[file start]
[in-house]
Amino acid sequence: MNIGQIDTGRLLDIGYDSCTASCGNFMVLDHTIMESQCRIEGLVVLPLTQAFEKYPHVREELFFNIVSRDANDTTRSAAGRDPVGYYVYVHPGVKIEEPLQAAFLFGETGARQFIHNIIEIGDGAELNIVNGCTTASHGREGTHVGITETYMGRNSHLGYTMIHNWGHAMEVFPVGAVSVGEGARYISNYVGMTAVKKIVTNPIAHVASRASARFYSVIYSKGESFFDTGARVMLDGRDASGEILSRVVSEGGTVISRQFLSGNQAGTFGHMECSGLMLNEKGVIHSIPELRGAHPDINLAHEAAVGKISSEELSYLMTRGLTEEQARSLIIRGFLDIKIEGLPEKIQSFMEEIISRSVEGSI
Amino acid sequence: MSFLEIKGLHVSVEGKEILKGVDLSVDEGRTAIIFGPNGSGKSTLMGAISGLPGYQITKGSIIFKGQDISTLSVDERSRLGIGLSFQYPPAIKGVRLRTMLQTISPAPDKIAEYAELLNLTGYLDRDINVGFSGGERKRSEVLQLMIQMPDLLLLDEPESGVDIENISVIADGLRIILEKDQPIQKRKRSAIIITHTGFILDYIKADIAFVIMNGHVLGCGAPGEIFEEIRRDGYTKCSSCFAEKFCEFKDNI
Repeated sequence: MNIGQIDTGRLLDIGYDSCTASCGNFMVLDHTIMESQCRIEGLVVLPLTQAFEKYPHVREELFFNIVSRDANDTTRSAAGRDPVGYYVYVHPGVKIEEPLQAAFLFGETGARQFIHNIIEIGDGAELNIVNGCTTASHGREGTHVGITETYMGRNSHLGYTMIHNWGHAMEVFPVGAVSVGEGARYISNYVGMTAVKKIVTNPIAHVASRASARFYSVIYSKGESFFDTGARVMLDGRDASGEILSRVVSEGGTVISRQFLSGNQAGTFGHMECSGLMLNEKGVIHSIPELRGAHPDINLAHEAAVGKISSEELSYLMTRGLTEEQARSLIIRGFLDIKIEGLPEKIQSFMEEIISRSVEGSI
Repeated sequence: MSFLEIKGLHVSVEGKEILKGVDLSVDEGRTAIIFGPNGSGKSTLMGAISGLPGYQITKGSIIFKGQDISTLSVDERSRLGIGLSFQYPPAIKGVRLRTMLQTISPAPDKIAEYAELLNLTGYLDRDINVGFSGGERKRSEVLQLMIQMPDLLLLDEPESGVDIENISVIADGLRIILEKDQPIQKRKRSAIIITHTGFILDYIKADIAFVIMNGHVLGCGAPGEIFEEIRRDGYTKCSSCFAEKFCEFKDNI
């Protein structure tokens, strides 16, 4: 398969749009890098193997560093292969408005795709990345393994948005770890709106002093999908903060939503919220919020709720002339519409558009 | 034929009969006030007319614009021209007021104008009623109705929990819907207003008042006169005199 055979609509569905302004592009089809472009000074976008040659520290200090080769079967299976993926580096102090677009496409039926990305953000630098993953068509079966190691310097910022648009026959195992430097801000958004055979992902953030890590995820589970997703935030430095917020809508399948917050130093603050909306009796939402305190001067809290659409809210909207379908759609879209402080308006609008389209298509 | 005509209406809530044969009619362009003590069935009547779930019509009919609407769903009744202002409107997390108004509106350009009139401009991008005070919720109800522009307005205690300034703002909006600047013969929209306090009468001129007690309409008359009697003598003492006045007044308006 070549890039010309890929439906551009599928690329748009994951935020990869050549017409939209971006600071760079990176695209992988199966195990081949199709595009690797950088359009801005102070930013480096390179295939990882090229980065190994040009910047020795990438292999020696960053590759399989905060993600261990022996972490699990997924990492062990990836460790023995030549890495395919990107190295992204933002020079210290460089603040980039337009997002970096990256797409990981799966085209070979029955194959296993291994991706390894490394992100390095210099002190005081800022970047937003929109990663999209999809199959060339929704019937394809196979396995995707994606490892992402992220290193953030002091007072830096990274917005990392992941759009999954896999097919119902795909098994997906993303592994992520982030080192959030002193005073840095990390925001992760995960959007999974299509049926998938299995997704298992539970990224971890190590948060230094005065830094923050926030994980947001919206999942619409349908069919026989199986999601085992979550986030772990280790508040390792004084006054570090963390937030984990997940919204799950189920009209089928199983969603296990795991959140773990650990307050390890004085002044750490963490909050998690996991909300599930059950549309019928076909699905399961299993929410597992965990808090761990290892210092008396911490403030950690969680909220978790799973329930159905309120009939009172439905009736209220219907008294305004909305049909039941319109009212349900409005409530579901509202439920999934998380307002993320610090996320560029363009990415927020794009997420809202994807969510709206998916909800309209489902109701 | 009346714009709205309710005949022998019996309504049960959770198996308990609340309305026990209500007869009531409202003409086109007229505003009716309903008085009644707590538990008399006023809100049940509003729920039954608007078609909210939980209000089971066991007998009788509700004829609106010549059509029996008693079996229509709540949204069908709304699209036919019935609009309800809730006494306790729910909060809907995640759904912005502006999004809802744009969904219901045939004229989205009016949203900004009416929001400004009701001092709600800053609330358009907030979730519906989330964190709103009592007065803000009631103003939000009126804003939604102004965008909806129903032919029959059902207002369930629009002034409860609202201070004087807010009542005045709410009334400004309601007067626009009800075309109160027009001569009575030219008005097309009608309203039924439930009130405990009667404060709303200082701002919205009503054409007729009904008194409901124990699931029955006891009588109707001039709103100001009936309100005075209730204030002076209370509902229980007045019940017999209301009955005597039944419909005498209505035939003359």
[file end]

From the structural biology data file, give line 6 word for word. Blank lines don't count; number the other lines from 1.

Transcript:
């Protein structure tokens, strides 16, 4: 398969749009890098193997560093292969408005795709990345393994948005770890709106002093999908903060939503919220919020709720002339519409558009 | 034929009969006030007319614009021209007021104008009623109705929990819907207003008042006169005199 055979609509569905302004592009089809472009000074976008040659520290200090080769079967299976993926580096102090677009496409039926990305953000630098993953068509079966190691310097910022648009026959195992430097801000958004055979992902953030890590995820589970997703935030430095917020809508399948917050130093603050909306009796939402305190001067809290659409809210909207379908759609879209402080308006609008389209298509 | 005509209406809530044969009619362009003590069935009547779930019509009919609407769903009744202002409107997390108004509106350009009139401009991008005070919720109800522009307005205690300034703002909006600047013969929209306090009468001129007690309409008359009697003598003492006045007044308006 070549890039010309890929439906551009599928690329748009994951935020990869050549017409939209971006600071760079990176695209992988199966195990081949199709595009690797950088359009801005102070930013480096390179295939990882090229980065190994040009910047020795990438292999020696960053590759399989905060993600261990022996972490699990997924990492062990990836460790023995030549890495395919990107190295992204933002020079210290460089603040980039337009997002970096990256797409990981799966085209070979029955194959296993291994991706390894490394992100390095210099002190005081800022970047937003929109990663999209999809199959060339929704019937394809196979396995995707994606490892992402992220290193953030002091007072830096990274917005990392992941759009999954896999097919119902795909098994997906993303592994992520982030080192959030002193005073840095990390925001992760995960959007999974299509049926998938299995997704298992539970990224971890190590948060230094005065830094923050926030994980947001919206999942619409349908069919026989199986999601085992979550986030772990280790508040390792004084006054570090963390937030984990997940919204799950189920009209089928199983969603296990795991959140773990650990307050390890004085002044750490963490909050998690996991909300599930059950549309019928076909699905399961299993929410597992965990808090761990290892210092008396911490403030950690969680909220978790799973329930159905309120009939009172439905009736209220219907008294305004909305049909039941319109009212349900409005409530579901509202439920999934998380307002993320610090996320560029363009990415927020794009997420809202994807969510709206998916909800309209489902109701 | 009346714009709205309710005949022998019996309504049960959770198996308990609340309305026990209500007869009531409202003409086109007229505003009716309903008085009644707590538990008399006023809100049940509003729920039954608007078609909210939980209000089971066991007998009788509700004829609106010549059509029996008693079996229509709540949204069908709304699209036919019935609009309800809730006494306790729910909060809907995640759904912005502006999004809802744009969904219901045939004229989205009016949203900004009416929001400004009701001092709600800053609330358009907030979730519906989330964190709103009592007065803000009631103003939000009126804003939604102004965008909806129903032919029959059902207002369930629009002034409860609202201070004087807010009542005045709410009334400004309601007067626009009800075309109160027009001569009575030219008005097309009608309203039924439930009130405990009667404060709303200082701002919205009503054409007729009904008194409901124990699931029955006891009588109707001039709103100001009936309100005075209730204030002076209370509902229980007045019940017999209301009955005597039944419909005498209505035939003359």